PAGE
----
Brown, Ciccone, Dart Colegrove, and Hancock. In the years since Colgate University launched its four Residential Commons, each has developed its own distinctive programming and personality.
With the arrival of Colgate’s third century, new iconography will highlight the leading characteristics of Residential Commons namesakes and link those noble traits, in perpetuity, to the University’s living-learning communities.
A graduate of Princeton University and Union Theological Seminary, Brown joined the Colgate faculty in 1970 as an instructor of philosophy and religion. He arrived on campus after participating in the civil rights movement and joining clergy protests against the Vietnam War. The winner of multiple teaching awards during his decades at Colgate, he served as university chaplain, dean of students, chair of the diversity committee, and chair of the Department of Philosophy and Religion.
The Brown Commons Crest
With their heart-like shape, a symbol of love and modesty, common blue violets signify both Coleman Brown’s home state of Illinois and his personal sensibilities. Compasses, symbols of his moral guidance and teaching philosophy, sit across the center of the crest, which is anchored by his monogram, built around the formation of an “I” for his wife, Irene.
Diane Ciccone ’74, P’10
One of the first 132 women to enroll at Colgate, Ciccone went on to become a founding member of the Alumni of Color organization. She was a member of the Alumni Council and the Board of Trustees, volunteering on behalf of the University and serving as a mentor for students even as she built a career in law and journalism. In recognition of her dedication, she received the Maroon Citation and the Wm. Brian Little ’64 Award for Distinguished Service.
The Ciccone Commons Crest
Vivid, bold beams of light cut through darkness, creating 13 rays that suggest Diane Ciccone’s revealing and enlightening work, both as an author and attorney. A series of open books, spanning the top of the crest, represents her personal history, academic journey, and shared wisdom.
Mabel Dart Colegrove, Class of 1882
Mabel Dart, daughter of local orchardists who ran Colgate’s boarding hall, passed a “long and searching” entrance exam to join the otherwise male ranks of students learning on the hill. Strong in languages, she spent seven semesters at Colgate but was forced to transfer to Vassar to receive a degree for her work. After graduation, she became a librarian and teacher. In June of 1947, seven years prior to her death, Colgate officially recognized her as its first alumna.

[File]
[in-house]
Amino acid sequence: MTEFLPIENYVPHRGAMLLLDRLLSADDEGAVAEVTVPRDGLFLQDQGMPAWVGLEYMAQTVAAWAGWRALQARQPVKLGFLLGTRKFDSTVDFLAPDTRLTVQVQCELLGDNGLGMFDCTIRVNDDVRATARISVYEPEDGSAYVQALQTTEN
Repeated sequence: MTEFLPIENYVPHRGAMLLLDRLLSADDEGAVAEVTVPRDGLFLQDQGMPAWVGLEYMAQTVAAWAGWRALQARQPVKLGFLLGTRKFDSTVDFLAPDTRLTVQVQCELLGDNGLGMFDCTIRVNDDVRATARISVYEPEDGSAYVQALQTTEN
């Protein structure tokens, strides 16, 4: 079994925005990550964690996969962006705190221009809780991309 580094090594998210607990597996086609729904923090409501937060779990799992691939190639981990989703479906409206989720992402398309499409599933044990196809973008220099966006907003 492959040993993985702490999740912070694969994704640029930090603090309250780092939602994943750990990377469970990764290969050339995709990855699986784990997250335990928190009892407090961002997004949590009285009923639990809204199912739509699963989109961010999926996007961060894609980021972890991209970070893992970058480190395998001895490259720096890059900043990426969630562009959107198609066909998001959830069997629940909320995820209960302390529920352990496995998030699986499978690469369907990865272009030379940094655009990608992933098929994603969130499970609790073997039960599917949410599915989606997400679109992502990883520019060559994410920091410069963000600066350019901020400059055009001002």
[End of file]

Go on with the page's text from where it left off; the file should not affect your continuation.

The Dart Colegrove Crest
Leaves in the upper left and bottom right quadrants of the crest symbolize Mabel Dart Colegrove’s growth from farmer’s daughter to scholar, teacher, and librarian. The sun and moon represent day and night — guiding lights that endure, like the strength and perseverance she showed in overcoming adversity.
Gordon Blaine Hancock ’19,’20, H’69
Hancock earned a bachelor’s degree at Colgate in 1919 and a divinity degree from the Colgate seminary in 1920. Already an ordained minister with bachelor’s degrees from Benedict College, he went on to receive a master’s in sociology from Harvard. As a sociology professor at Virginia Union University, he taught the first academic course on race relations in 1922, organized VUU’s school of race relations in 1931, and pastored the Moore Street Baptist Church in Richmond. He was a leading spokesman for African American equality, authoring a widely syndicated newspaper column and co-founding the Southern Regional Council. Colgate awarded Hancock an honorary doctorate in 1969.
The Hancock Commons Crest
Large parallel bars, centered in the crest, symbolize Gordon Blaine Hancock’s lifelong commitment to equality and civil rights. Steps that ascend to the top of the crest represent his unrelenting climb to educate himself and to improve humanity.